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Incandescent Lighting

Posted: Oct 08, 2012

Incandescent lighting is the most common type of lighting used in homes. It has traditionally delivered about 85% of household illumination.

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Incandescent lamps operate without a ballast. They light up instantly, providing a warm light and excellent color rendition. You can also dim them. However, incandescent lamps have a low efficacy compared to other lighting options (10–17 lumens per watt) and a short average operating life (750–2500 hours).

Incandescent lamps are the least expensive to buy, but because of their relative inefficiency and short life spans, they usually are more expensive to operate.

Types of Incandescent Lamps

These are the three most common types of incandescent lamps:

You can use the chart below to compare these types of lamps. If you don’t already, it helps to understand basic lighting principles and terms before making comparisons.

Incandescent Lighting Type Efficacy
(lumens/watt)
Lifetime
(hours)
Color Rendition Index
(CRI)
Color Temperature
(K)
Indoors/Outdoors
Standard "A" bulb 10–17 750–2500 98–100 (excellent) 2700–2800 (warm) Indoors/outdoors
Tungsten halogen 12–22 2000–4000 98–100 (excellent) 2900–3200 (warm to neutral) Indoors/outdoors
Reflector 12–19 2000–3000 98–100 (excellent) 2800 (warm) Indoors/outdoors

Fluorescent Lighting

Fluorescent lamps use 25%–35% of the energy used by incandescent lamps to provide the same amount of illumination (efficacy of 30–110 lumens per watt). They also last about 10 times longer (7,000–24,000 hours).


The light produced by a fluorescent tube is caused by an electric current conducted through mercury and inert gases. Fluorescent lamps require a ballast to regulate operating current and provide a high start-up voltage. Electronic ballasts outperform standard and improved electromagnetic ballasts by operating at a very high frequency that eliminates flicker and noise. Electronic ballasts also are more energy-efficient. Special ballasts are needed to allow dimming of fluorescent lamps. Improvements in technology have resulted in fluorescent lamps with color temperature and color rendition that are comparable to incandescent lamps.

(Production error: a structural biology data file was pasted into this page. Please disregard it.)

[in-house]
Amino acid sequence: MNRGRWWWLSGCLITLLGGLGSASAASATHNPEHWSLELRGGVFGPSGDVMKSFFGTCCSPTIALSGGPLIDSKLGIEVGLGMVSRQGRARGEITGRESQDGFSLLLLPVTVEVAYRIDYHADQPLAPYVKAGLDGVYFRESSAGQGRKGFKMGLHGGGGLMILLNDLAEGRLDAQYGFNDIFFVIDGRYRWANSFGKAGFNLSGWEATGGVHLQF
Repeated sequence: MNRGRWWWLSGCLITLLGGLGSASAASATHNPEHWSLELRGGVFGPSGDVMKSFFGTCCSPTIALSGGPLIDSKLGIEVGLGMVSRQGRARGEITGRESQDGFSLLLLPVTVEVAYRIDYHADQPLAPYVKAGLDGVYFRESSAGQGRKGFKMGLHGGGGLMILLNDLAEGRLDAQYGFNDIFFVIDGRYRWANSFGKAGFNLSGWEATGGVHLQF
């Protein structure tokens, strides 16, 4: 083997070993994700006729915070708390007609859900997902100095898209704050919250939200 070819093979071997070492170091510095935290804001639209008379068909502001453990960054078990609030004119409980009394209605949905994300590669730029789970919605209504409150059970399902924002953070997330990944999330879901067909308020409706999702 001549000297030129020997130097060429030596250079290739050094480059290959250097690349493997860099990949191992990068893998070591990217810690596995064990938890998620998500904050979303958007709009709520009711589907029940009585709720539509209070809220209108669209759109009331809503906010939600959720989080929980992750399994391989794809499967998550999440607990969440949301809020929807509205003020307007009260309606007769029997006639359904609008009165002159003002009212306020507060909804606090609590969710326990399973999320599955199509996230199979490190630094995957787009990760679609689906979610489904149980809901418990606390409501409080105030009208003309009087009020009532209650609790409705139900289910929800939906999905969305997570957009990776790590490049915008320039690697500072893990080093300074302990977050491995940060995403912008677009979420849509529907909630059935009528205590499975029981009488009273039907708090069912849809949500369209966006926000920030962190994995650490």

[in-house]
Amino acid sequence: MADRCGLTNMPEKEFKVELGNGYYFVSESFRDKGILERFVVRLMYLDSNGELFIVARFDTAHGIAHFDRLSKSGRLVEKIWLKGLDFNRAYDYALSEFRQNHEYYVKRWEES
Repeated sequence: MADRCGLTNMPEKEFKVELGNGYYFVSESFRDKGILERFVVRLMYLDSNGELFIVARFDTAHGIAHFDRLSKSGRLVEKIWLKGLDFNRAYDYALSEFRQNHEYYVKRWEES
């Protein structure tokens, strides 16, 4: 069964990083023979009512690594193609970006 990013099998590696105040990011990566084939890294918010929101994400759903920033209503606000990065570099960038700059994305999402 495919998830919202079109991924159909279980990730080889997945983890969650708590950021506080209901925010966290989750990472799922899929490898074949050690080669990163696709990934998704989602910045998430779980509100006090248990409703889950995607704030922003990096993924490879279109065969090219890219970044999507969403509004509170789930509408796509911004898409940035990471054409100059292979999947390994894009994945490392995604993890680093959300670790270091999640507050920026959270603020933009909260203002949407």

Types of Fluorescent Lamps

Two general types of fluorescent lamps include these:

Use the chart below to compare these types of lamps.

Fluorescent Lighting Type Efficacy
(lumens/watt)
Lifetime
(hours)
Color Rendition Index
(CRI)
Color Temperature
(K)
Indoors/Outdoors
Straight tube 30–110 7000–24,000 50–90 (fair to good) 2700–6500 (warm to cold) Indoors/outdoors
Compact fluorescent lamp (CFL) 50–70 10,000 65–88 (good) 2700–6500 (warm to cold) Indoors/outdoors
Circline 40–50 12,000     Indoors

LED (Light-Emitting Diode)

Light-emitting diode (LED) is a semiconductor device that emits visible light when an electric current passes through it. The light is not particularly bright, but in most LEDs it is monochromatic, occurring at a single wavelength. An LED consists of two elements of processed material called P-type semiconductors and N-type semiconductors. These two elements are placed in direct contact, forming a region called the P-N junction. In this respect, the LED resembles most other diode types, but there are important differences. The LED has a transparent package, allowing visible or infrared radiation energy to pass through. Also, the LED has a large PN-junction area whose shape is tailored to the application.

Benefits of LEDs and IREDs, compared with incandescent and fluorescent illuminating devices, include:

Light-Emitting Diodes

Cool White LEDs 60–92 35,000–50,000 70–90 (fair to good) 5000 (cold) Indoors/
outdoors
Warm White LEDs 27–54 35,000–50,000 70–90 (fair to good) 3300 (neutral) Indoors/
outdoors
Low-Pressure Sodium 60–150 12,000–18,000 -44 (very poor)   Outdoors

Compact Fluorescent Light Bulbs
compact-fluorescent-light-bulbs-med



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